In this section we will characterize the normed linear spaces of finite dimension.
Any two norms on a finite dimensional normed linear space induce the same topology; in other words, any two norms are equivalent.
Proof. Let be a finite dimensional normed linear space. Let be a basis for . Then any can be written with each . Define a Euclidean norm on by We want to show that the norm on and determine the same topology, i.e. that any -open set contains a -open set and vice versa. Let Thus, and so any -open -ball contains a -open -ball.
Now we want to show that any -open ball contains a -open ball. Define by . This function is continuous in the Euclidean topology (use the inequality above). The unit sphere in , , is compact, hence attains a minimum .
So for any with we have . This extends to all of by properties of the norm. If , then , and . Therefore, by multiplying both sides of the inequality by , we get the desired inequality for all in . Thus, any any -open ball contains a -open ball.
Thus, we have shown that any norm on a finite dimensional normed linear space is equivalent to the Euclidean norm. In fact, is homeomorphic to for some .
A direct consequence of this is the following proposition.
If is a finite dimensional subspace of a normed linear space , then is closed.
Proof. Including the above proof, we know the following about : Any norm of is equivalent to the Euclidean norm on ; Every Cauchy sequence in is Cauchy in ; is a complete metric space, thus every Cauchy sequence converges; Convergence in implies convergence in ; is a complete subspace of the metric space , thus is closed.
It follows from this proposition that every finite dimensional normed linear space is complete. Next question to ask: Is every subspace of a normed linear space closed? And if we were to find a non-closed subspace of a normed linear space where would we have to look?
Let denote the subspace of consisting of those sequences which have only finitely many non-zero terms. For any let The sequence of these sequences, , is a subset of that converges to Note that is in but not in ; therefore is not closed. Indeed,
The last property we need to show is that finite dimensional gives us
closed and bounded equals
compact and vice versa. We first need a lemma.
Let be a closed, proper subspace of a normed linear space . Then for any , there exists a with and for all .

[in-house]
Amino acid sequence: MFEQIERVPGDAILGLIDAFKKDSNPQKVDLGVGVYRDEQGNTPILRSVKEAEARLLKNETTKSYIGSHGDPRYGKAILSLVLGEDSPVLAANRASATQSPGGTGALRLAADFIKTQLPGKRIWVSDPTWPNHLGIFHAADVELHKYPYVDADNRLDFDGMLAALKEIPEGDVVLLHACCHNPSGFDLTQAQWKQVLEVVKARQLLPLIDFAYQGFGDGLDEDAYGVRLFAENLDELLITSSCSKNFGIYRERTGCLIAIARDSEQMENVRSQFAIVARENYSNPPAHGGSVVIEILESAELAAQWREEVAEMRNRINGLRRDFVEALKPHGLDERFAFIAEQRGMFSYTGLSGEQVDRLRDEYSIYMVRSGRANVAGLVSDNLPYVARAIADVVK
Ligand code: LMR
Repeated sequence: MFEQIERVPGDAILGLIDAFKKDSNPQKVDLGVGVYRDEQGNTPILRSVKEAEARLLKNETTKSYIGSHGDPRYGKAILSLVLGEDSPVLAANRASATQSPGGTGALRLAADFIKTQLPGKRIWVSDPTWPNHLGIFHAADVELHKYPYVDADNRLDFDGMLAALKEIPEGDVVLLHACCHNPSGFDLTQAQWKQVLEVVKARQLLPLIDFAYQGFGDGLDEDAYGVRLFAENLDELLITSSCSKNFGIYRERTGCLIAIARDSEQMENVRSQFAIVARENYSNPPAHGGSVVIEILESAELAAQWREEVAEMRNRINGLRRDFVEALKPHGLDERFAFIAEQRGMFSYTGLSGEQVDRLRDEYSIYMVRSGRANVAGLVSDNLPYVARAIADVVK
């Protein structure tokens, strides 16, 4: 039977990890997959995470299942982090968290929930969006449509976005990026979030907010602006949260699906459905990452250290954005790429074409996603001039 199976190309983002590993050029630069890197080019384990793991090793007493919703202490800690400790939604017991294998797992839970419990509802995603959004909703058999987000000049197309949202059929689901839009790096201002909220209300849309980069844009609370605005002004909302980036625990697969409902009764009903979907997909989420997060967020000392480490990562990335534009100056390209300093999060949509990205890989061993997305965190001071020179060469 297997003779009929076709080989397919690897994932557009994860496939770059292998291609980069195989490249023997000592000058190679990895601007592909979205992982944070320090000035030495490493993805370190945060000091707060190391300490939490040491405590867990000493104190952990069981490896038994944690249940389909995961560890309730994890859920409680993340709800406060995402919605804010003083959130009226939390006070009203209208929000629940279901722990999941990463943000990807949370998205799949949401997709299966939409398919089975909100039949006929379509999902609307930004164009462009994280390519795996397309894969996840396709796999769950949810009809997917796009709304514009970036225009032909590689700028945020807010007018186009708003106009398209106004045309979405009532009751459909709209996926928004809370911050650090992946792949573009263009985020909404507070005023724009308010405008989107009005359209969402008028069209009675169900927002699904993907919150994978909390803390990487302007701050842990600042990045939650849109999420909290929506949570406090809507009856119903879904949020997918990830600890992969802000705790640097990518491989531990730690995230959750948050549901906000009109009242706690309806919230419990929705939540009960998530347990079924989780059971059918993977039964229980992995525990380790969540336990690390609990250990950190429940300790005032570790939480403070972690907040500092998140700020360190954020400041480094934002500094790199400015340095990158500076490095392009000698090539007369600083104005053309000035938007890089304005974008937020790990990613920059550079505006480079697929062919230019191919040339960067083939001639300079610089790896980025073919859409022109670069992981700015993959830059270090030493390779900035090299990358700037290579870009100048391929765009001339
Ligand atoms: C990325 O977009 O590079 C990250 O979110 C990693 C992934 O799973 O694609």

Proof. Let . The distance from to , , is positive (else you can find a sequence of elements in converging to , which would contradict that is a closed subspace). Let be a positive real number. There exists such that . Let . Then . We want to show that with the right choice of we get the inequality we want. Because, for any , we just need to choose so that .
A normed linear space is finite dimensional if and only if every closed and bounded subset is compact.
Proof. Let be a finite dimensional normed linear space. Let be a closed and bounded subset. By Proposition I.62, closed and bounded in the norm implies closed and bounded in the Euclidean norm. So, the Heine-Borel Theorem applies and is compact.
Suppose every closed, bounded subset of is compact. By way of contradiction, suppose that is infinite dimensional. We'll construct a bounded sequence with no convergent subsequence to get the contradiction.
Let such that . Let . By Proposition I.63, is closed and by Lemma I.65, there exists an such that and . Let . As before, is closed and there exists an such that , , and . Continue forever, which you can do because is infinite dimensional. In this way, we get a bounded infinite sequence where for all , and when . Therefore, has no convergent subsequence, which contradicts the assumption that every closed, bounded subset is compact.
The closed unit ball in an infinite-dimensional, normed linear space is not compact.
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